OTTO THE BOOK BEAR

Otto usually lives as an illustration of a book, but when no one is looking, he comes to life.

All is usually well when Otto explores the house—he can read other books, poke about the house and even type out a story on the typewriter. But when the bookshelf is cleared and the books placed in boxes ominously marked “ship to,” little Otto is separated from his book and must go out into the world alone. Drawing with ink-filled pipettes and watercolor against extensive white space, Cleminson’s emotional illustrations show just how lonely and tiny Otto is out in the world. On the inside, he is a comfortable, confident size, but out in the world, he is nearly lost in urban hubbub. Young readers will enjoy locating the tiny Otto and will identify with his fear and worry, especially when he is forced to take refuge in the darkness of a coffee cup, alongside an apple core. It’s only when he finds himself with books again, in the library, that Otto feels truly at home, with other “book creatures just like him.”  Book creatures of all ages will love Otto and will enjoy wondering if any other of their books’ characters have a secret life. A delight. (Picture book. 4-8)

 

Pub Date: Jan. 31, 2012

ISBN: 978-1-4231-4562-2

Page Count: 32

Publisher: Disney-Hyperion

Review Posted Online: Nov. 20, 2011

Kirkus Reviews Issue: Dec. 1, 2011

Did you like this book?

No Comments Yet

THE WONKY DONKEY

The print version of a knee-slapping cumulative ditty.

In the song, Smith meets a donkey on the road. It is three-legged, and so a “wonky donkey” that, on further examination, has but one eye and so is a “winky wonky donkey” with a taste for country music and therefore a “honky-tonky winky wonky donkey,” and so on to a final characterization as a “spunky hanky-panky cranky stinky-dinky lanky honky-tonky winky wonky donkey.” A free musical recording (of this version, anyway—the author’s website hints at an adults-only version of the song) is available from the publisher and elsewhere online. Even though the book has no included soundtrack, the sly, high-spirited, eye patch–sporting donkey that grins, winks, farts, and clumps its way through the song on a prosthetic metal hoof in Cowley’s informal watercolors supplies comical visual flourishes for the silly wordplay. Look for ready guffaws from young audiences, whether read or sung, though those attuned to disability stereotypes may find themselves wincing instead or as well.

Hee haw. (Picture book. 5-7)

Pub Date: May 1, 2010

ISBN: 978-0-545-26124-1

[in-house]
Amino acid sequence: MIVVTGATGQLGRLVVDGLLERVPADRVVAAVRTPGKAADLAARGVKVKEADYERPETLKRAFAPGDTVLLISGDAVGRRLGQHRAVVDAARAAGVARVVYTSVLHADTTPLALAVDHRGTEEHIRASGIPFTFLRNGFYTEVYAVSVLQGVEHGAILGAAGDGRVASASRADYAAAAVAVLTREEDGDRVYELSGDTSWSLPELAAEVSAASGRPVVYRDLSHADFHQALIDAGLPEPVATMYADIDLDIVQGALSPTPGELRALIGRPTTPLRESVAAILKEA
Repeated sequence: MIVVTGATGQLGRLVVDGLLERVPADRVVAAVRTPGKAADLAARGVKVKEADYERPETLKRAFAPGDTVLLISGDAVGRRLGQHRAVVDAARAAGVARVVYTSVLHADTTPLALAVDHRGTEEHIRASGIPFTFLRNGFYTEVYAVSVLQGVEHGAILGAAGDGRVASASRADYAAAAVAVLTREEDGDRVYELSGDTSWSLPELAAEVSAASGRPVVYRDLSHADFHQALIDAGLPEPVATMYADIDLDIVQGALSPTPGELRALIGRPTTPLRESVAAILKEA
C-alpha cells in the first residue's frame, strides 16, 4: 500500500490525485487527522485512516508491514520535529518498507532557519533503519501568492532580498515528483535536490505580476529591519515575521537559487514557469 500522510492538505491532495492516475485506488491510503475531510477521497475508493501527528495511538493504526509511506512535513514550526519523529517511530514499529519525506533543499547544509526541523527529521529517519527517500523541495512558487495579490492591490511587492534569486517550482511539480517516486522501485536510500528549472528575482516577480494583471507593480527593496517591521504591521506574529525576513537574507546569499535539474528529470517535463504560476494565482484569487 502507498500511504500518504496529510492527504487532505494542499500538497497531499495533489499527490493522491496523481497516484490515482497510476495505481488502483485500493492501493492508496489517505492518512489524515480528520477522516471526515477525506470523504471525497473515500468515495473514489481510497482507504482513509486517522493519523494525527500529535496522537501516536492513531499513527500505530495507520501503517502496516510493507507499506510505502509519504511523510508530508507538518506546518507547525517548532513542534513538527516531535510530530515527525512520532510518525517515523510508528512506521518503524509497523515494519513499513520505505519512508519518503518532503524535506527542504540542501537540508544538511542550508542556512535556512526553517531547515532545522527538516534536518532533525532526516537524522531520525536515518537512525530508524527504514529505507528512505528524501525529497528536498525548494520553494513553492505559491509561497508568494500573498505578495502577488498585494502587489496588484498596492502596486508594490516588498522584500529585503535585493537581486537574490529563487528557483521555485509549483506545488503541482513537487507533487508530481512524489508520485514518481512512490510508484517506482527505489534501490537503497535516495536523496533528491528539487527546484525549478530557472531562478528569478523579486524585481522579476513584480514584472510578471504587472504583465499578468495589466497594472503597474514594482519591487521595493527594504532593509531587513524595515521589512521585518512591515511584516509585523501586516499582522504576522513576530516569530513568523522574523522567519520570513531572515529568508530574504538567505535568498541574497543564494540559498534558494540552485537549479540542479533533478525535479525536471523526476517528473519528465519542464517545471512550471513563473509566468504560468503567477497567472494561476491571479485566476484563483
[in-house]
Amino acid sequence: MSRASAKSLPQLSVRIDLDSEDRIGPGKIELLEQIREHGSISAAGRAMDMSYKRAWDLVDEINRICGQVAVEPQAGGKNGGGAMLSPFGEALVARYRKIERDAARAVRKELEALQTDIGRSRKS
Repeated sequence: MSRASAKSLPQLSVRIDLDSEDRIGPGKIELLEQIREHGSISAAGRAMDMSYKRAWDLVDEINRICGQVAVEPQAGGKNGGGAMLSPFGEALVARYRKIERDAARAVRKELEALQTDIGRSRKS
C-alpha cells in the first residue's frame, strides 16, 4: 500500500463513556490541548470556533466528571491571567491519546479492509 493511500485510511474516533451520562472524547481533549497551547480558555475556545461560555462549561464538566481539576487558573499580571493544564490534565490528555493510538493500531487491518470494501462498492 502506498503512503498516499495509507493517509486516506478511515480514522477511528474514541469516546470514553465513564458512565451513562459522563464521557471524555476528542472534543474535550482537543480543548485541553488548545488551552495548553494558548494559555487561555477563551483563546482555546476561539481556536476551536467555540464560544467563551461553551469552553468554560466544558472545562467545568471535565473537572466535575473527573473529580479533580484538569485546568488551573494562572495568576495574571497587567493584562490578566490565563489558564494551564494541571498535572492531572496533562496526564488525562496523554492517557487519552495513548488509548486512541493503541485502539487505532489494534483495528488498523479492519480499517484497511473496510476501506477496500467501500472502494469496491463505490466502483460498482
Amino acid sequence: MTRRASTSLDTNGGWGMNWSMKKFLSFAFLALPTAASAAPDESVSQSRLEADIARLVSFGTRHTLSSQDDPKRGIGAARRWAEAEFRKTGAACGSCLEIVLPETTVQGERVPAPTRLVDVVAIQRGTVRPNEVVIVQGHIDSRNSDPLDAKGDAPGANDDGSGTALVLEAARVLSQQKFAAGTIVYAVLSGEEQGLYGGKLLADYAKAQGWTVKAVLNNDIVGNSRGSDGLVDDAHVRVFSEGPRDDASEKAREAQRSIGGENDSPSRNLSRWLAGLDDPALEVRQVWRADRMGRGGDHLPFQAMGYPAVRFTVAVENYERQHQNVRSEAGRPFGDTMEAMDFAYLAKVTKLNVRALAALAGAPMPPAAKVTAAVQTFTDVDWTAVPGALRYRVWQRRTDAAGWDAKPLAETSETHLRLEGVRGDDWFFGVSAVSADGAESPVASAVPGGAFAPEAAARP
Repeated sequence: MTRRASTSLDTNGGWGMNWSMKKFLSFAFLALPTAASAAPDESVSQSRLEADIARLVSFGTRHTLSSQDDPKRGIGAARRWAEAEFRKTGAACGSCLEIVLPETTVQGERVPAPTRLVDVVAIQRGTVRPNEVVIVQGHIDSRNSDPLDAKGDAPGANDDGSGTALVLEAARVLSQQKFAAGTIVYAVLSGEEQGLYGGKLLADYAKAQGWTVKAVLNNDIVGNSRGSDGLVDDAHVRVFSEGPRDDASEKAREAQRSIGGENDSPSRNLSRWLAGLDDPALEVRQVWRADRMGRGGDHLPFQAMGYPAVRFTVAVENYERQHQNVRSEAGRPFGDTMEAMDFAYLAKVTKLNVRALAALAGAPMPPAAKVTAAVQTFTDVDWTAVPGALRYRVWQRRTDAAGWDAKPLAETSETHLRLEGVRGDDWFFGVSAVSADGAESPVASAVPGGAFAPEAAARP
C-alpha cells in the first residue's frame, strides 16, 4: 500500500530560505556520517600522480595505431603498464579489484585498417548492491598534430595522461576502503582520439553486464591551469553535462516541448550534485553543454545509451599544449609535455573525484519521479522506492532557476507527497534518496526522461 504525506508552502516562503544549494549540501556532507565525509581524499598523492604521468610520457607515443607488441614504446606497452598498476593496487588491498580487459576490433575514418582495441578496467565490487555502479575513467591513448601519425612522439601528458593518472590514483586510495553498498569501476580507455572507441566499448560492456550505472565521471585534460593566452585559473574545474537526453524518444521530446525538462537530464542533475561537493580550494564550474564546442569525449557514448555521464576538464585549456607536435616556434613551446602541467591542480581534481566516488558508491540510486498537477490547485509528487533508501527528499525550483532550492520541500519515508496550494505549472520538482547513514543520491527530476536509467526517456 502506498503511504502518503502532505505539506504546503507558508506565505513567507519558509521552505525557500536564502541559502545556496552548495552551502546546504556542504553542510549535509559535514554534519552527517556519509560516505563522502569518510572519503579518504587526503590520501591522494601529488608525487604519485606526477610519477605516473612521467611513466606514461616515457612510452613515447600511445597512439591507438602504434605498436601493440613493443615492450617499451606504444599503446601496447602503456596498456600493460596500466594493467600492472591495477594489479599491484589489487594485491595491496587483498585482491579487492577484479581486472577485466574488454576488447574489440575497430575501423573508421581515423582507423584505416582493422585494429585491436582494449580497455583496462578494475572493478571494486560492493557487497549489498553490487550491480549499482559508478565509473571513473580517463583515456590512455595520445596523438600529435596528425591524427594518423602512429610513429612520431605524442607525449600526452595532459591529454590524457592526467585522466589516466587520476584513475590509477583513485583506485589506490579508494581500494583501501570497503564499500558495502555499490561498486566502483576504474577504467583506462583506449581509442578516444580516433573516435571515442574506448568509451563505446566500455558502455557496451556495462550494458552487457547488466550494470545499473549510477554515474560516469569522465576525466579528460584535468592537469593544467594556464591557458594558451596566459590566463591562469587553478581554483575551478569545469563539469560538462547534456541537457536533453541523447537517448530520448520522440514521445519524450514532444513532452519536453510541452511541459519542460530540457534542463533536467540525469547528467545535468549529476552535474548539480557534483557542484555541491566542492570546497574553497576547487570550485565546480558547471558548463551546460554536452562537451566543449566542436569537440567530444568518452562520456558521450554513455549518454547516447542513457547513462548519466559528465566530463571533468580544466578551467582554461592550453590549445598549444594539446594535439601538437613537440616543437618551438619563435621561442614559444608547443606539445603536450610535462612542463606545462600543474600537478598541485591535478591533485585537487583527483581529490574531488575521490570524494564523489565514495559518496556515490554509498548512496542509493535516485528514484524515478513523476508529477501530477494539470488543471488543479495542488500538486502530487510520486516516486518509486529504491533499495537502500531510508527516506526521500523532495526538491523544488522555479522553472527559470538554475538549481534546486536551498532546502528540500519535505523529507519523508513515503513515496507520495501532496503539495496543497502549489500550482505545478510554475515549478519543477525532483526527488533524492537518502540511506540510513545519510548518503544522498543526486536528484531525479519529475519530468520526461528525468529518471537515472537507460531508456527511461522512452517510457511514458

Page Count: 26

Publisher: Scholastic

Review Posted Online: Dec. 29, 2018

Did you like this book?

The buoyant uplift seems a bit pre-packaged but spot-on nonetheless.

THE WORLD NEEDS MORE PURPLE PEOPLE

A monohued tally of positive character traits.

Purple is a “magic color,” affirm the authors (both actors, though Hart’s name recognition is nowhere near the level of Bell’s), and “purple people” are the sort who ask questions, laugh wholeheartedly, work hard, freely voice feelings and opinions, help those who might “lose” their own voices in the face of unkindness, and, in sum, can “JUST BE (the real) YOU.” Unlike the obsessive protagonist of Victoria Kann’s Pinkalicious franchise, being a purple person has “nothing to do with what you look like”—a point that Wiseman underscores with scenes of exuberantly posed cartoon figures (including versions of the authors) in casual North American attire but sporting a wide range of ages, skin hues, and body types. A crowded playground at the close (no social distancing here) displays all this wholesome behavior in action. Plenty of purple highlights, plus a plethora of broad smiles and wide-open mouths, crank up the visual energy—and if the earnest overall tone doesn’t snag the attention of young audiences, a grossly literal view of the young narrator and a grandparent “snot-out-our-nose laughing” should do the trick. (This book was reviewed digitally with 10.4-by-20.6-inch double-page spreads viewed at 22.2% of actual size.)

The buoyant uplift seems a bit pre-packaged but spot-on nonetheless. (Picture book. 6-8)

Pub Date: June 2, 2020

ISBN: 978-0-593-12196-2

Page Count: 40

Publisher: Random House

Review Posted Online: June 3, 2020

Kirkus Reviews Issue: June 15, 2020

Did you like this book?

No Comments Yet
more